State Budget Deficits Drive Greater Interest in Examining Tax Breaks



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State budget woes appear to be spurring an increasing amount of interest in re-examining state tax breaks.  The Governors of both Michigan and Idaho have taken steps to ramp up the scrutiny directed at their state’s tax breaks, while a new report out of Oklahoma and an editorial highlighting legislation in Georgia this week have urged similar actions.

In Michigan, the Detroit Free Press urged the adoption of Governor Granholm’s proposal to thoroughly analyze the merits of every tax break, and to saddle most breaks with sunset provisions that would force lawmakers to either debate and renew these breaks, or to let them expire.  This proposal would help to remedy the lack of scrutiny given to tax breaks because of their exclusion from the appropriations process.  Notably, the proposal’s use of sunsets as a mechanism for forcing review seems to resemble a law enacted in Oregon just last year.

In Georgia, the need for additional scrutiny of tax breaks is even more desperate.  Because the state lacks a tax expenditure report, Georgia lawmakers are not even aware of the full range and cost of special breaks that their tax system provides.  SB 206, which was endorsed by a Macon Telegraph editorial this week, would remedy this problem by finally requiring the creation of such a report.  The editorial rightly points out that the bill could be strengthened by requiring an analysis of each tax break’s effectiveness, but at this point, even simply producing a list of tax breaks and their costs would be a major step forward.  The Georgia Budget and Policy Institute has been pushing for the creation of such a report for many years.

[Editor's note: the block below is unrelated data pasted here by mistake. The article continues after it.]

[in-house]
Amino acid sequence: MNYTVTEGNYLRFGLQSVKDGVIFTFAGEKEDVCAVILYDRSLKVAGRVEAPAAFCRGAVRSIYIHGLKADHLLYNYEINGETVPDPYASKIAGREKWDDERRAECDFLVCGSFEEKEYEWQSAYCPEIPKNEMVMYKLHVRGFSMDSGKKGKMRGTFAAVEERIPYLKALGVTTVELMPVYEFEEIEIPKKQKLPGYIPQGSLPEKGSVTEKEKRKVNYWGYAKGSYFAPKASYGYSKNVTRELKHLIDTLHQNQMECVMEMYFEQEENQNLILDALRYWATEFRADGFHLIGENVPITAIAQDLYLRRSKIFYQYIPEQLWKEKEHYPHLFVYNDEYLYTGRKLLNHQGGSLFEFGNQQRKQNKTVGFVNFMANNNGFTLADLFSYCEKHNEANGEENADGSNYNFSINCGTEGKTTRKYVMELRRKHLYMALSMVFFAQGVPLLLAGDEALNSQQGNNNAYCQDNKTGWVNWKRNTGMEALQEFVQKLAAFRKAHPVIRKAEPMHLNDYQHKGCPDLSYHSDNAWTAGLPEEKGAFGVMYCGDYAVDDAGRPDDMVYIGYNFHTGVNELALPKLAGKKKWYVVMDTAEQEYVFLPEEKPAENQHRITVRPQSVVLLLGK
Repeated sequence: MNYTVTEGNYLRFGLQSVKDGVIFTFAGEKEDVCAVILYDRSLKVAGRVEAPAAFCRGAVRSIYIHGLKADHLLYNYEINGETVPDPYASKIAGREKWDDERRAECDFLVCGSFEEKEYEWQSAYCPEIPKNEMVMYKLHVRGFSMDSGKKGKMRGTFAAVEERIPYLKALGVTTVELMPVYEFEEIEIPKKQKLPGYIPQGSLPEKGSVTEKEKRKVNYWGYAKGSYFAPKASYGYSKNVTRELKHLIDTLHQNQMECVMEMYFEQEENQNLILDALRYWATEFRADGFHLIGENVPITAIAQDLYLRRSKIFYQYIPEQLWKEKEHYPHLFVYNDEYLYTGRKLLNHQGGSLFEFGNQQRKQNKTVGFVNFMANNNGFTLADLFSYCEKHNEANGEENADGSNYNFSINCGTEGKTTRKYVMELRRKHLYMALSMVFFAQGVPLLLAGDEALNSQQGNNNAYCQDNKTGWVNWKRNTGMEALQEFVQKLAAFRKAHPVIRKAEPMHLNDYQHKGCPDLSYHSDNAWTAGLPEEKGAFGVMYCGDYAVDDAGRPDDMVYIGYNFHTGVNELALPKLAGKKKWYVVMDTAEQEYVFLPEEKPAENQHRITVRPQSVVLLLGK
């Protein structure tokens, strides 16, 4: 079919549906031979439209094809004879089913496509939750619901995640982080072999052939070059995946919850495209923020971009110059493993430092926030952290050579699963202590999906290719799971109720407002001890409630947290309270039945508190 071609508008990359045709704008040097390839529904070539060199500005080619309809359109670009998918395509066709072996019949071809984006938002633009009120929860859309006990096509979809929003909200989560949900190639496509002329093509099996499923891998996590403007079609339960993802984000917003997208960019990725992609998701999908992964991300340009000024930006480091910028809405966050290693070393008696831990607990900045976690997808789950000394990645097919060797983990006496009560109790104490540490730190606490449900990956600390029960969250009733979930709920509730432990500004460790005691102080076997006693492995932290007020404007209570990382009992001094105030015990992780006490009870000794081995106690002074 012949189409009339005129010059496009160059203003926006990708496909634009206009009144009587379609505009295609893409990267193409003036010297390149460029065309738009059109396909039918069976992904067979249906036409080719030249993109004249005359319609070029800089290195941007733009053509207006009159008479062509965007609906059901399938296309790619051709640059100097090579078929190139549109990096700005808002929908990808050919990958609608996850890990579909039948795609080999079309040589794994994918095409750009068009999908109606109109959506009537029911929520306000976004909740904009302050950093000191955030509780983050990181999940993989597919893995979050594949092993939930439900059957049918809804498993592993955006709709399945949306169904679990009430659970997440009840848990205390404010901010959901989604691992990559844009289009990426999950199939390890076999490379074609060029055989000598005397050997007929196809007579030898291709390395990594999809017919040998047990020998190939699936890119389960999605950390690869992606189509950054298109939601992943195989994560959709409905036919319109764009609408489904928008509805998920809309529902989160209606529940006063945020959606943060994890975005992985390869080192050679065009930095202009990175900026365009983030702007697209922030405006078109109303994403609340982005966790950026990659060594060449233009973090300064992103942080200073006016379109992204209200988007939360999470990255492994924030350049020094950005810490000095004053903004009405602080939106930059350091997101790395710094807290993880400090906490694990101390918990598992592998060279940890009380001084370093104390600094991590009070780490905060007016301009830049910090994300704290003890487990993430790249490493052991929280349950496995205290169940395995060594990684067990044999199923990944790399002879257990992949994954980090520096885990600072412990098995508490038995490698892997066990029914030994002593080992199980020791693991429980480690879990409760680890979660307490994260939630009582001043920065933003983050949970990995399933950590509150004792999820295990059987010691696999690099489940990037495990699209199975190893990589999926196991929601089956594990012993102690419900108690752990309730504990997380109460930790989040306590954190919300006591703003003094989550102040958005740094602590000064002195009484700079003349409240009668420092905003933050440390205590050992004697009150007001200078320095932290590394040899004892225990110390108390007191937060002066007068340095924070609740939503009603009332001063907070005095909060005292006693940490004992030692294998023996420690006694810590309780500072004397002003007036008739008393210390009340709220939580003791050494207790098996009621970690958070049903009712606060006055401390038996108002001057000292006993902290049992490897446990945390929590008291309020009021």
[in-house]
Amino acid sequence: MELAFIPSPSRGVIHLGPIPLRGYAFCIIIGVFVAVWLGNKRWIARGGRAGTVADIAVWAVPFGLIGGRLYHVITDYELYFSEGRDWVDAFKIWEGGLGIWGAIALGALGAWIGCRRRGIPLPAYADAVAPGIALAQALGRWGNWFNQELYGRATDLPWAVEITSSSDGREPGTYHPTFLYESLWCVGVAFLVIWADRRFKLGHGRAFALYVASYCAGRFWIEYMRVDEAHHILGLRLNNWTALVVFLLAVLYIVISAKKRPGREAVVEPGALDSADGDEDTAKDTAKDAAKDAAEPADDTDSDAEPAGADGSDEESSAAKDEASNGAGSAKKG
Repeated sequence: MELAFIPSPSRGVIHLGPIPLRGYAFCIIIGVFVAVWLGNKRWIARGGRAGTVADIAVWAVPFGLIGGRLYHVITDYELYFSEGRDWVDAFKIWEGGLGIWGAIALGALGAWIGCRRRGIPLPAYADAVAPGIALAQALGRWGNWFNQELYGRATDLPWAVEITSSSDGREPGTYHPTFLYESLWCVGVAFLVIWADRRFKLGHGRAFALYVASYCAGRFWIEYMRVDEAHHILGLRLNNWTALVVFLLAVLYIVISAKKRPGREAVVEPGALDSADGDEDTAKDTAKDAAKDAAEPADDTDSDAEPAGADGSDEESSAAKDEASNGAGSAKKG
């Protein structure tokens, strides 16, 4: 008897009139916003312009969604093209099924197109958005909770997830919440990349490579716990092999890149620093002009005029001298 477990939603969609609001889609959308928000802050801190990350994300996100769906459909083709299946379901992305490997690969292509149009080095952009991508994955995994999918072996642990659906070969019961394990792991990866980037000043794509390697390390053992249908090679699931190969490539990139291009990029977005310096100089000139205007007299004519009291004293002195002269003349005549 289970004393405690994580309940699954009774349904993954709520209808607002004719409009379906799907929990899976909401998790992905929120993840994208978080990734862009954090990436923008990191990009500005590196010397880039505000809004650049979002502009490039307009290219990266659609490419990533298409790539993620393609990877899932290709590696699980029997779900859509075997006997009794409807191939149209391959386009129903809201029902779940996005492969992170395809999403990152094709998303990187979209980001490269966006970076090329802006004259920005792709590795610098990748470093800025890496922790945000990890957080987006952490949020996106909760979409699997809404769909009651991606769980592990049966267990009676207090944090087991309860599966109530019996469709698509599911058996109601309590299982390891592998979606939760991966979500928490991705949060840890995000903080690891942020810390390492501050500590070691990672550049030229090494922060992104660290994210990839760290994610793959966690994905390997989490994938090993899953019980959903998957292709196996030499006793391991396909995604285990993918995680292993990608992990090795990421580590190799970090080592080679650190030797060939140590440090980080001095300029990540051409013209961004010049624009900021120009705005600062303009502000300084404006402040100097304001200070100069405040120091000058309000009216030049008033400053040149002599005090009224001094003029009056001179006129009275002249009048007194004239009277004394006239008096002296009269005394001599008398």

Idaho governor Butch Otter has also shown some tentative interest in figuring out whether his state’s tax breaks are worth their cost.  While Governor Otter continues to hold out hope that the state’s revenues will rebound soon, he also recently directed the state’s Tax Commission to study sales tax exemptions in the event that closing some of those exemptions becomes necessary to fill the state’s budget gap next year.  If done carefully, the studies produced by the Tax Commission could provide a wealth of information on breaks that have so far received a relatively small amount of scrutiny.
    
The Oklahoma Policy Institute has also added to the progress being made on this issue with a new report outlining what should be done to scrutinize tax breaks in a systematic fashion.  Their report, titled “Let There Be Light: Making Oklahoma’s Tax Expenditures More Transparent and Accountable,” provides twelve specific recommendations for realizing this vision.  Among those recommendations are: improving the state’s existing tax expenditure report, sunsetting all tax incentives, requiring the extension of a sunsetting incentive to undergo a “performance review,” and developing a unified economic development budget.

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